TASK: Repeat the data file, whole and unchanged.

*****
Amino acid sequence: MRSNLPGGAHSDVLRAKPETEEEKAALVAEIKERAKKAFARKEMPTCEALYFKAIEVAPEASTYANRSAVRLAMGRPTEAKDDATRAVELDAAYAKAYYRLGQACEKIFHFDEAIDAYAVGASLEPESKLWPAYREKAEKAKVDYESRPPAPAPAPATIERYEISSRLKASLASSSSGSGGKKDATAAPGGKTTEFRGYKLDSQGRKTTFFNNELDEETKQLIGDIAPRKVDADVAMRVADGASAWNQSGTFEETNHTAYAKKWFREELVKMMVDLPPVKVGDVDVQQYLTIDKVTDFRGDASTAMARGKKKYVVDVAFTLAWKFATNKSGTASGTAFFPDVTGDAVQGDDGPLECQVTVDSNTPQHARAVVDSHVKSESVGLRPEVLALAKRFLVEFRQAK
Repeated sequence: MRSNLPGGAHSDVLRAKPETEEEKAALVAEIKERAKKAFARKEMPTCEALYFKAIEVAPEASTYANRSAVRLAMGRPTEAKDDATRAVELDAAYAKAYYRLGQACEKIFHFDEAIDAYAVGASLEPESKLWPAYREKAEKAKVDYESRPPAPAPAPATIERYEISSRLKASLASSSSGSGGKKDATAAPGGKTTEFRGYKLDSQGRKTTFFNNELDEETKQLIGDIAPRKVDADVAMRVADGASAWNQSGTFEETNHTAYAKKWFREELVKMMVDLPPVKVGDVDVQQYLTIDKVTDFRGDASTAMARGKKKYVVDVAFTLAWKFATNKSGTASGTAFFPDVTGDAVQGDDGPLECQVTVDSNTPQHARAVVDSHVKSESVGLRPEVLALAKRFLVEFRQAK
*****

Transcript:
Amino acid sequence: MRSNLPGGAHSDVLRAKPETEEEKAALVAEIKERAKKAFARKEMPTCEALYFKAIEVAPEASTYANRSAVRLAMGRPTEAKDDATRAVELDAAYAKAYYRLGQACEKIFHFDEAIDAYAVGASLEPESKLWPAYREKAEKAKVDYESRPPAPAPAPATIERYEISSRLKASLASSSSGSGGKKDATAAPGGKTTEFRGYKLDSQGRKTTFFNNELDEETKQLIGDIAPRKVDADVAMRVADGASAWNQSGTFEETNHTAYAKKWFREELVKMMVDLPPVKVGDVDVQQYLTIDKVTDFRGDASTAMARGKKKYVVDVAFTLAWKFATNKSGTASGTAFFPDVTGDAVQGDDGPLECQVTVDSNTPQHARAVVDSHVKSESVGLRPEVLALAKRFLVEFRQAK
Repeated sequence: MRSNLPGGAHSDVLRAKPETEEEKAALVAEIKERAKKAFARKEMPTCEALYFKAIEVAPEASTYANRSAVRLAMGRPTEAKDDATRAVELDAAYAKAYYRLGQACEKIFHFDEAIDAYAVGASLEPESKLWPAYREKAEKAKVDYESRPPAPAPAPATIERYEISSRLKASLASSSSGSGGKKDATAAPGGKTTEFRGYKLDSQGRKTTFFNNELDEETKQLIGDIAPRKVDADVAMRVADGASAWNQSGTFEETNHTAYAKKWFREELVKMMVDLPPVKVGDVDVQQYLTIDKVTDFRGDASTAMARGKKKYVVDVAFTLAWKFATNKSGTASGTAFFPDVTGDAVQGDDGPLECQVTVDSNTPQHARAVVDSHVKSESVGLRPEVLALAKRFLVEFRQAK